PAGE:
As you know, once religion is taken away there cannot be a well ordered, well regulated society. In this point lies the urgency to spur on priests under your guidance in order that, especially during the Holy Year, they spare no efforts so that souls entrusted to them, with their false prejudices and erroneous convictions cast aside, and hatreds and discords settled, may nourish themselves on the teachings of the Gospel and thus participate in Christian life so as to hasten the desired renewal of morals.
You can’t found a societal order on anything else than Christ. Those who think otherwise must change their mind. Unless they get to understand the truth, they will be spiritual starving individuals.
There are other very interesting points touched in the encyclical, that are – that cannot but be – completely opposite to Francis’ Castroite Weltanschauung. But this here seemed to me the most relevant: those who Francis considers good guys helping him to do what is really important (not Christ, no; redistribute income and have a world government that tries to prevent you from using the aircon) are to the Pope of Fatima a veritable poison of society, one that every bishop and priest must do his best to extirpate.
How the times have changed. What a sad joke the papacy has become.
Pius XII And St. Paul On Genesis and Father Barron
Excellent post from this blog page (I hope the link works) with a comparison between Barron’s senseless talk and some sound Catholics like Pope Pius XII and St. Paul.
I invite you to visit the site (the Barron video is posted again), but just in case the blog author were to “pull a Werling” at some point in future it is wise to copy and paste the texts. Emphases of the author.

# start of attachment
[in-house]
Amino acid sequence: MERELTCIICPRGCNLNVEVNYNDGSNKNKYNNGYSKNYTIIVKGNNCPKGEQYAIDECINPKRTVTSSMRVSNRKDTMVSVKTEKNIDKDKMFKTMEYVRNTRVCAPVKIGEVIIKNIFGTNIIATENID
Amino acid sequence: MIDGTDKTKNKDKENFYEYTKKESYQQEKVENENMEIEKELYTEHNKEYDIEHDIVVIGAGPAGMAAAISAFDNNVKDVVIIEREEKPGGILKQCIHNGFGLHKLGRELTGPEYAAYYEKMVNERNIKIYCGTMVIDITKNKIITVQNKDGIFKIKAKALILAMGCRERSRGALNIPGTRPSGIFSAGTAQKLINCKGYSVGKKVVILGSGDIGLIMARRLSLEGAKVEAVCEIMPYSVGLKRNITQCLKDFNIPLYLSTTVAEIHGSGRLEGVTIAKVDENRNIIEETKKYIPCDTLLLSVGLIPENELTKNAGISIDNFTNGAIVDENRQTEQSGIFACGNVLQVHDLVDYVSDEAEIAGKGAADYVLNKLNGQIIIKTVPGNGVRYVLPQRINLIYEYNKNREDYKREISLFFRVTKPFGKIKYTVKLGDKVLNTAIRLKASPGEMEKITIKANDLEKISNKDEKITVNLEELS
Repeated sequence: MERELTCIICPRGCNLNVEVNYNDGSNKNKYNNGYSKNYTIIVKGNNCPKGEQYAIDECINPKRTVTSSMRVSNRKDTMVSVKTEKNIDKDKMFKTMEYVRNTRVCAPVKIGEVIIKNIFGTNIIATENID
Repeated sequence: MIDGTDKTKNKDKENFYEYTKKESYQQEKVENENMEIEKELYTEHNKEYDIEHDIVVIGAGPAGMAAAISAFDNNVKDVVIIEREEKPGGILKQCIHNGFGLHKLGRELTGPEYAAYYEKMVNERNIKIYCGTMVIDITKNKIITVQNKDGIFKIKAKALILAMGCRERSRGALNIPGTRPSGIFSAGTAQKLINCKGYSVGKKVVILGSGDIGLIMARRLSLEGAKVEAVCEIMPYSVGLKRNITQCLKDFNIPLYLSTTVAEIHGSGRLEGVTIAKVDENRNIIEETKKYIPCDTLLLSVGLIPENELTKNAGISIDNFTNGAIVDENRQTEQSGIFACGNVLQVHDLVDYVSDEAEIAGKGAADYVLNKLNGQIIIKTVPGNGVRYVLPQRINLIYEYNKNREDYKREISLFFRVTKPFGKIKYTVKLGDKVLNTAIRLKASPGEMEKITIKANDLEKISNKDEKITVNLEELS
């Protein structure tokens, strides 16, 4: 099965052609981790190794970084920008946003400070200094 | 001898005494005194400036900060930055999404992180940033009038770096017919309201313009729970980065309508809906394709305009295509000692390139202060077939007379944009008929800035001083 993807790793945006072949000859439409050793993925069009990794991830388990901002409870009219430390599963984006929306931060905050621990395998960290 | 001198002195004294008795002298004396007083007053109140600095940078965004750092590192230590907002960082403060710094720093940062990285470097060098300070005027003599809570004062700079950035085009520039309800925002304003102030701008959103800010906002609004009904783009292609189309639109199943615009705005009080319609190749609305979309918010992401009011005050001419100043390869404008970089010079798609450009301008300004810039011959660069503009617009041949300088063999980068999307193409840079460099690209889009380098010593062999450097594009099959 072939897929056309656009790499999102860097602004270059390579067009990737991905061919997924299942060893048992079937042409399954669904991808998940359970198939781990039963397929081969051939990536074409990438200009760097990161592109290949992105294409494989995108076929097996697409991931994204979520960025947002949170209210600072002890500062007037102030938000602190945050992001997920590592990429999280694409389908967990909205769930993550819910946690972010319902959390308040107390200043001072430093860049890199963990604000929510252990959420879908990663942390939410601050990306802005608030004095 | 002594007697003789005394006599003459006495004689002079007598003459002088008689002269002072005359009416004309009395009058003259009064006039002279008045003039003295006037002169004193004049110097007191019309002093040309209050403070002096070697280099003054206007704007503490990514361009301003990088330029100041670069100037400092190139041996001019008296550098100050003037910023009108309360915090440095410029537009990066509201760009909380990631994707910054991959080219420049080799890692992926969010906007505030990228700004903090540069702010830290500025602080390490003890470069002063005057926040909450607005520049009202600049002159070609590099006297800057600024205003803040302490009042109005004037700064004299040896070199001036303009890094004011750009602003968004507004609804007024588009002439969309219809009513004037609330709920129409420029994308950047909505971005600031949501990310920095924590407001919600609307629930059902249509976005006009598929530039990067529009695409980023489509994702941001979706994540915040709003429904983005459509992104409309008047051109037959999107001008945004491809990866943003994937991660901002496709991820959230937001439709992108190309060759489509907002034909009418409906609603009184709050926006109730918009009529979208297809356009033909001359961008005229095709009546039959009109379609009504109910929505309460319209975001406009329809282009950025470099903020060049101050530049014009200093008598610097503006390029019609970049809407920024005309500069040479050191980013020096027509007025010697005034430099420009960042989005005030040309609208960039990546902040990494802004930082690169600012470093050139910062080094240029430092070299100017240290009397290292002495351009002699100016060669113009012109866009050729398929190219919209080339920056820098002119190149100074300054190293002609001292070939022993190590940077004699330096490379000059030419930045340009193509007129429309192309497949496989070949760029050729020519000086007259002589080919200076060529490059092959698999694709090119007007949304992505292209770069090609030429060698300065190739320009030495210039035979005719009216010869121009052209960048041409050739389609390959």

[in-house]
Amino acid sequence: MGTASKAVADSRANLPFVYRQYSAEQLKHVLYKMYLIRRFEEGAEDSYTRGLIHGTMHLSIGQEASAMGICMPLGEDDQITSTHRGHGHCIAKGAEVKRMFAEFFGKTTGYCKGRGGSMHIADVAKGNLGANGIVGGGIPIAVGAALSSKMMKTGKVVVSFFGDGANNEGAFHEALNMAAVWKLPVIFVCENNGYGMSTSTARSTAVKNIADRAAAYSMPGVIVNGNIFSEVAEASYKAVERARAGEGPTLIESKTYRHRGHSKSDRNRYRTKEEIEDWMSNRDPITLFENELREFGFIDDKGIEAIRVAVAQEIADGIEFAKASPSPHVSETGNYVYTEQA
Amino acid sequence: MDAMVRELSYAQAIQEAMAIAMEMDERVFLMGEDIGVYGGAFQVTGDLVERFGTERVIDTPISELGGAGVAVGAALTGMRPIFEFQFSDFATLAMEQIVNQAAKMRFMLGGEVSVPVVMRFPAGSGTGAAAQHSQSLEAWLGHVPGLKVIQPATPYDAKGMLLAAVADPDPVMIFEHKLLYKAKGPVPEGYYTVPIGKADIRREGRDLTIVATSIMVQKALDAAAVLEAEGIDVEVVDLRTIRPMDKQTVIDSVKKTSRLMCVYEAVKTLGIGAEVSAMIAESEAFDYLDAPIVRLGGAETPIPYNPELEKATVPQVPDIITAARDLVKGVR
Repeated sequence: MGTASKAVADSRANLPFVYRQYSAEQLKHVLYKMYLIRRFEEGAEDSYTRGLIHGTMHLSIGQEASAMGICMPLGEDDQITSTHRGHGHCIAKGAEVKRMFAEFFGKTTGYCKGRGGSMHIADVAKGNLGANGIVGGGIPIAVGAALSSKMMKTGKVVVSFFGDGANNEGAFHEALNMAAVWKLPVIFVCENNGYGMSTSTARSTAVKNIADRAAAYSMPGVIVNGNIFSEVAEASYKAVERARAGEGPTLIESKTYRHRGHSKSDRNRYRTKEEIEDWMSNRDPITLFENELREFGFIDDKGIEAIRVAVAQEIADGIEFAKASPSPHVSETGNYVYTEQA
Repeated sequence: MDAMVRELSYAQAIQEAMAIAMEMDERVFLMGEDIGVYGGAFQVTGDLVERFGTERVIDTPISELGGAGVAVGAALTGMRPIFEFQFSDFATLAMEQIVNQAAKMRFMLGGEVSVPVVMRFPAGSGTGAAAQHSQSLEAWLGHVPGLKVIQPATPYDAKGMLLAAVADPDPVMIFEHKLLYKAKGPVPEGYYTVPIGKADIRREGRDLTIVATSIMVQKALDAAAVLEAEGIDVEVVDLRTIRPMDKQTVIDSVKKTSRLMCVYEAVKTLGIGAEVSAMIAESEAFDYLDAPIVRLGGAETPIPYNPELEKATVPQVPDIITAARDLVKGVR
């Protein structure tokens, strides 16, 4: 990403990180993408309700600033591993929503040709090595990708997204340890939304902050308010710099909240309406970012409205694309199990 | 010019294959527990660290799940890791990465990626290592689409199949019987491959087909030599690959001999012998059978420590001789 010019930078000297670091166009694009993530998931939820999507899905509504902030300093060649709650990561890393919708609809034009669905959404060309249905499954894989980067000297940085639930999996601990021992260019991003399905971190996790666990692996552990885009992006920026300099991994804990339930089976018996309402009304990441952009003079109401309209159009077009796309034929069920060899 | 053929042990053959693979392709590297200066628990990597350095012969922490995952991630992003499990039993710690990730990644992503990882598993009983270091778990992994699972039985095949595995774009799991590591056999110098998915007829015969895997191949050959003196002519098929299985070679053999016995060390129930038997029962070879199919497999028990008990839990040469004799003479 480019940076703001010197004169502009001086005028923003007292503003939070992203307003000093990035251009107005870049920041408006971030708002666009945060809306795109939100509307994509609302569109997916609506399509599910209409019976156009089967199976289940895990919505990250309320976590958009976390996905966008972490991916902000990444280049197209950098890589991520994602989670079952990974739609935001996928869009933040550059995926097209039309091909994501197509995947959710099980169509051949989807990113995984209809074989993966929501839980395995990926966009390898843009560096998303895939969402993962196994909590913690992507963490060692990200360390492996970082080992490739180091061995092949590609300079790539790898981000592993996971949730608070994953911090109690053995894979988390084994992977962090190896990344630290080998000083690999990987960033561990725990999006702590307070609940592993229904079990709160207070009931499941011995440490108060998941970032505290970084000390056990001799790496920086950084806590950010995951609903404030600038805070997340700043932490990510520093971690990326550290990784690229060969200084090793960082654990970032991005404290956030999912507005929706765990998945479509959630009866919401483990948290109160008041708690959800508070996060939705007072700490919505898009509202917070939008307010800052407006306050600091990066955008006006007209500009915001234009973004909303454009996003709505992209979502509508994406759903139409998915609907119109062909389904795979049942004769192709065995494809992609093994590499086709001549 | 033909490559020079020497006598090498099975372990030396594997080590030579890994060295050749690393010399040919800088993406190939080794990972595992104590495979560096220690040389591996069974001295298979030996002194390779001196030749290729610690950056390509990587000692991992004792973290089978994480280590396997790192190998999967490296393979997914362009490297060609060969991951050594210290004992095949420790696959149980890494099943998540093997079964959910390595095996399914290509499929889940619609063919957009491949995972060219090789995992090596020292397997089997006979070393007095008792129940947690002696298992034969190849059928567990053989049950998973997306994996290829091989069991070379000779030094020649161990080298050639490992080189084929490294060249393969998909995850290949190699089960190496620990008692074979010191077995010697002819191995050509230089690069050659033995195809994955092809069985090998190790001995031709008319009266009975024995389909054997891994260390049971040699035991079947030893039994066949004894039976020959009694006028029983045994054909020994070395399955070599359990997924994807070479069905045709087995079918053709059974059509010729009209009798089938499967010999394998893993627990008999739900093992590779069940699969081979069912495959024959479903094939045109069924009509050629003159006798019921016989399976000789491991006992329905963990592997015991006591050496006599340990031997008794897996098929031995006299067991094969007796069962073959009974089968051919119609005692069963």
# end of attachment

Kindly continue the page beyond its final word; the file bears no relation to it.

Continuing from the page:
37. When, however, there is question of another conjectural opinion, namely polygenism, the children of the Church by no means enjoy such liberty. For the faithful cannot embrace that opinion which maintains that either after Adam there existed on this earth true men who did not take their origin through natural generation from him as from the first parent of all, or that Adam represents a certain number of first parents. Now it is in no way apparent how such an opinion can be reconciled with that which the sources of revealed truth and the documents of the Teaching Authority of the Church propose with regard to original sin, which proceeds from a sin actually committed by an individual Adam and which, through generation, is passed on to all and is in everyone as his own.38. Just as in the biological and anthropological sciences, so also in the historical sciences there are those who boldly transgress the limits and safeguards established by the Church. In a particular way must be deplored a certain too free interpretation of the historical books of the Old Testament. Those who favor this system, in order to defend their cause, wrongly refer to the Letter which was sent not long ago to the Archbishop of Paris by the Pontifical Commission on Biblical Studies. This letter, in fact, clearly points out that the first eleven chapters of Genesis, although properly speaking not conforming to the historical method used by the best Greek and Latin writers or by competent authors of our time, do nevertheless pertain to history in a true sense, which however must be further studied and determined by exegetes; the same chapters, (the Letter points out), in simple and metaphorical language adapted to the mentality of a people but little cultured, both state the principal truths which are fundamental for our salvation, and also give a popular description of the origin of the human race and the chosen people. If, however, the ancient sacred writers have taken anything from popular narrations (and this may be conceded), it must never be forgotten that they did so with the help of divine inspiration, through which they were rendered immune from any error in selecting and evaluating those documents.39. Therefore, whatever of the popular narrations have been inserted into the Sacred Scriptures must in no way be considered on a par with myths or other such things, which are more the product of an extravagant imagination than of that striving for truth and simplicity which in the Sacred Books, also of the Old Testament, is so apparent that our ancient sacred writers must be admitted to be clearly superior to the ancient profane writers.